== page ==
- Author: Bruce Linquist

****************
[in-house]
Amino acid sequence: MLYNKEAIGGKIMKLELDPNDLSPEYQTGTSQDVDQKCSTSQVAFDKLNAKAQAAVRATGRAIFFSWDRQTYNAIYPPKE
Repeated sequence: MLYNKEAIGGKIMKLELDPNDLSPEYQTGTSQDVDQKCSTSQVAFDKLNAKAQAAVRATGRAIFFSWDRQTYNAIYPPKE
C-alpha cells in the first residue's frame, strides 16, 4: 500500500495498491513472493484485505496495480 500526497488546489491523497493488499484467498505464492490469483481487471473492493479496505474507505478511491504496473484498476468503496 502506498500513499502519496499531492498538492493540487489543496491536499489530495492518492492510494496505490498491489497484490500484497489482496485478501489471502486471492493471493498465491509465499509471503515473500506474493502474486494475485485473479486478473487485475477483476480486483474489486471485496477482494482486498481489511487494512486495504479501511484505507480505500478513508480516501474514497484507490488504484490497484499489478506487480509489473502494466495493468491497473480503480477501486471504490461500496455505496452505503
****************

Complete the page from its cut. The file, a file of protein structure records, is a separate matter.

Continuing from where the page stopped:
I looked at the USDA planting progress for rice in 2018. What the data show is that 50% of the crop was planted by May 14. That is 5 days earlier than last year and a couple days later than average. The delay was due to significant rains in early and mid-April which delayed groundwork. As I write (in the first full week of June) there are still some fields being planted – though not many. Having the benefit of driving around the valley for various research projects I am involved with, it seems that the west side of the valley was able to plant much earlier than the east side of the valley. So the east side of the valley may be further behind than the statewide data suggest. Last year, the late planting date was combined with a very warm summer; which, I feel, resulted in lower yields than many growers were used to. In general, there is a slight yield decline with delays in planting date. However, there are many examples in the data where we have had high statewide yields when 50% of the acreage has been planted by May 15. For example, in 2016 the 50% planting progress date was May 15 and that year was the second highest statewide yield average on record (88.4 sacks/ac). So, on a statewide basis, I think this year is off to a good start, although I do have some concerns about the late planting dates I have been seeing on the east side. I think the outcome in terms of yields will depend on summer temperatures and if we have a favorable fall for a timely harvest.